“A company is stronger if bound by love than by fear,” the late Herb Kelleher, co-founder, CEO and Chairman of Southwest Airlines, once said. When Kip Tindell, retired co-founder and Chairman of The Container Store, first heard Kelleher’s bold declaration more than 40 years ago he was, in his own words, “completely taken by it.” In Tindell’s book, Uncontainable, he describes how he and his leadership team went on to shape The Container Store’s “employee first” culture in ways that reflect love. He credits the company’s culture for its success.
“The level of toxicity in the workplace is at an all-time high,” warns Johnny Taylor, president and CEO of the Society for Human Resource Management (“SHRM”). Taylor’s organization recently set up a pop-up coffee house in the middle of the Oculus at the World Trade Center complex in New York City to bring attention to the issue and its new report titled “The High Cost of a Toxic Workplace Culture: How Culture Impacts the Workforce—and The Bottom Line.”
Recently, Kevin Kruse, host of the LEADx Leadership show podcast, featured a webinar I created with the LEADx team in one of the show’s episodes. Kevin is a New York Times bestselling author and Inc. 500 entrepreneur who providers listeners with advice from top leadership experts in a format suited for a busy professional’s daily commute.
Listen to the episode to learn more about why loneliness and connection matter to your career and how you can use connection to create an engaging culture that maximizes results.
Are you addicted to your smartphone? Do you feel the pull to constantly check your messages and news feeds?
Are you addicted to busyness? As soon as you accomplish something, do you immediately focus on the next task or problem to solve? Are you always thinking about what you have coming up and so it’s difficult to be present with and focused on interacting with others?
I believe it’s wise for leaders to develop their organizational culture by being intentional about strengthening the bonds of connection and trust among leaders and employees. As the president of a company that helps coach leaders on improving connections within their businesses, I have seen the importance of strengthening bonds and trust among team members.
There are three steps I’ve developed throughout my coaching practice that can help build strong connections within your organization.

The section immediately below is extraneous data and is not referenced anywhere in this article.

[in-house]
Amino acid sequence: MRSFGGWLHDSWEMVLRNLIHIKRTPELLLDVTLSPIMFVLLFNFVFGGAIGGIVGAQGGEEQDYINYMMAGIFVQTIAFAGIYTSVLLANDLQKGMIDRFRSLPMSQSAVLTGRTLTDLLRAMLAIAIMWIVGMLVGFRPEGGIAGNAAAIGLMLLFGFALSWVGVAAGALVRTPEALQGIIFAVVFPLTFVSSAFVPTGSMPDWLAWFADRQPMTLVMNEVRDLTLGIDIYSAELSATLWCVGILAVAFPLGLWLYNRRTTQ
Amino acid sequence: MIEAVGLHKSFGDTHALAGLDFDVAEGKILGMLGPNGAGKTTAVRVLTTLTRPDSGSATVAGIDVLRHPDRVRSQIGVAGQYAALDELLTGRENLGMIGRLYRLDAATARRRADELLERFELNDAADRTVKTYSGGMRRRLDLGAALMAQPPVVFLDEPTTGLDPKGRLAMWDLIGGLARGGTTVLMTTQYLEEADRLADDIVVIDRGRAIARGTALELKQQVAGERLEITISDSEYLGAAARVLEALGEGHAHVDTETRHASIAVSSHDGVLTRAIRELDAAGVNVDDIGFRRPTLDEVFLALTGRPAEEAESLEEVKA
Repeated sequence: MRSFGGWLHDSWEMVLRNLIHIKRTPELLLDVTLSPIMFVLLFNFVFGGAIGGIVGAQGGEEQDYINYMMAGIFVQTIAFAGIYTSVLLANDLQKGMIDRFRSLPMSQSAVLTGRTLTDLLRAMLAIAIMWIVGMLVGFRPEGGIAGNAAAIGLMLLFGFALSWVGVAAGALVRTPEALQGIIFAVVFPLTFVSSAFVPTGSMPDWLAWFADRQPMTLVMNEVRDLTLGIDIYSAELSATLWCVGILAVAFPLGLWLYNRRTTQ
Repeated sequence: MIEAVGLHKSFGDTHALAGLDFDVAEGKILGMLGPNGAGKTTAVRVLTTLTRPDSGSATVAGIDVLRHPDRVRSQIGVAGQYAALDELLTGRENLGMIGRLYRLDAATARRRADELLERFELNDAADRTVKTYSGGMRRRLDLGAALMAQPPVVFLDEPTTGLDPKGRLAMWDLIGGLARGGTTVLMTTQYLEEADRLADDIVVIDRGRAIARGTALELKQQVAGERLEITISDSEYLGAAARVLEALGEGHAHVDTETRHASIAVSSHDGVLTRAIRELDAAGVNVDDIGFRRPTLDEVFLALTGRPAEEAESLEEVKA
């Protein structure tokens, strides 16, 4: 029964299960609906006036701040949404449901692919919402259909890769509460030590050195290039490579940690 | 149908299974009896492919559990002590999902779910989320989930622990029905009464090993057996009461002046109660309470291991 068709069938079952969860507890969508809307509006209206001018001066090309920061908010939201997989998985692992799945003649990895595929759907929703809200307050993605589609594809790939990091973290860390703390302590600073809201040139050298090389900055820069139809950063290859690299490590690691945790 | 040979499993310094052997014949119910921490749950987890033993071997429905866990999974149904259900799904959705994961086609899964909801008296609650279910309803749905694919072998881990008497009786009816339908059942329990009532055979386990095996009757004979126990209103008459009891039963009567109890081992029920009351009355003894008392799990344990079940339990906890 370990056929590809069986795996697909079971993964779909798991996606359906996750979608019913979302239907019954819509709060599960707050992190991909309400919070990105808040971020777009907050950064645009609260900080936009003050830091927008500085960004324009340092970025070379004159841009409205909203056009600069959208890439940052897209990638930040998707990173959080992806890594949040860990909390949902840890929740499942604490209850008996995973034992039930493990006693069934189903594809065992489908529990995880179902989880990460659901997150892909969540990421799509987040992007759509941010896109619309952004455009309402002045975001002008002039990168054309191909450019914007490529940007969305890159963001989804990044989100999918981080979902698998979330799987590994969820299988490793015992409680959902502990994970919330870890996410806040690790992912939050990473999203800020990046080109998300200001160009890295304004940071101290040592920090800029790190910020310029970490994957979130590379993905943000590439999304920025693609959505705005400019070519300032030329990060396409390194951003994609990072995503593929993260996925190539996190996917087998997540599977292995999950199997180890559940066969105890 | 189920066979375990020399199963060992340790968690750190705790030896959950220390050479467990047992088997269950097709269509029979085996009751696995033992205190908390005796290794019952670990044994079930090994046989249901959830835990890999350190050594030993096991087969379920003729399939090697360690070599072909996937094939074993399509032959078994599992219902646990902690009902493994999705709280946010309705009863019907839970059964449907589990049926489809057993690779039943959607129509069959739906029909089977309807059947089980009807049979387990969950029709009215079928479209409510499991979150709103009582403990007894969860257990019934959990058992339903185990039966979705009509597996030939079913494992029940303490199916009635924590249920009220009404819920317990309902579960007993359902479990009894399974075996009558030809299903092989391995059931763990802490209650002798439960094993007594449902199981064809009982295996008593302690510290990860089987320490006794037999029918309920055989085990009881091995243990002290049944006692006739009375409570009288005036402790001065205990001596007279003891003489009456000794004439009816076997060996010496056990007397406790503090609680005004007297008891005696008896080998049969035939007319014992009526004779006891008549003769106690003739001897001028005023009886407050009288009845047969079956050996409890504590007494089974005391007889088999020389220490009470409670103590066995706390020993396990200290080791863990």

Sometimes life lessons come from surprising places. In early 2004, just nine months after completing treatment for breast cancer, my wife, Katie, was diagnosed with advanced ovarian cancer. During the months that followed, I learned an important lesson about connection that influenced my perspective on how to approach organizational change.
I wrote about this lesson in an article published by SmartBrief. If you are navigating change in your organization or personal life, I hope this piece is an encouragement to you.
Loneliness isn’t something that people like to acknowledge, but it’s a real issue for many people today. Many leaders are so busy that they don’t even realize that they are in fact lonely. That’s a problem because loneliness is a “super stressor” that makes it difficult to perform at your best.
In a new article that I wrote for Forbes, I describe how loneliness is affecting today’s leaders and why we all need to take steps to address the issue in our lives and organizations. I hope you’ll read the article and consider ways you can boost connection in your workplace.
Attitudes toward leadership styles have changed. Characteristics that are common in female leaders are now recognized as essential to the success of any leader – regardless of gender. In fact, studies show that women leaders are outperforming men in many key areas.
So what’s the secret to this success? The answer may lie in many women’s dual focus on both task and relationship excellence. Learn more about this effective leadership approach in an article I wrote for Forbes.
I highly recommend reading Stanford Professor Jeffrey Pfeffer’s recent books, Leadership B.S. and Dying for a Paycheck. In them he makes a compelling case that most leadership training has failed to produce effective leaders and that the poor state of the vast majority of workplace cultures today is harming the health of people. He provides an abundance of evidence to support these conclusions. Professor Pfeffer recommends boosting connection in workplace cultures (which, as most of you know, is the focus of our work). You could read Professor Pfeffer’s books and become depressed, but I’m not. Below I explain why.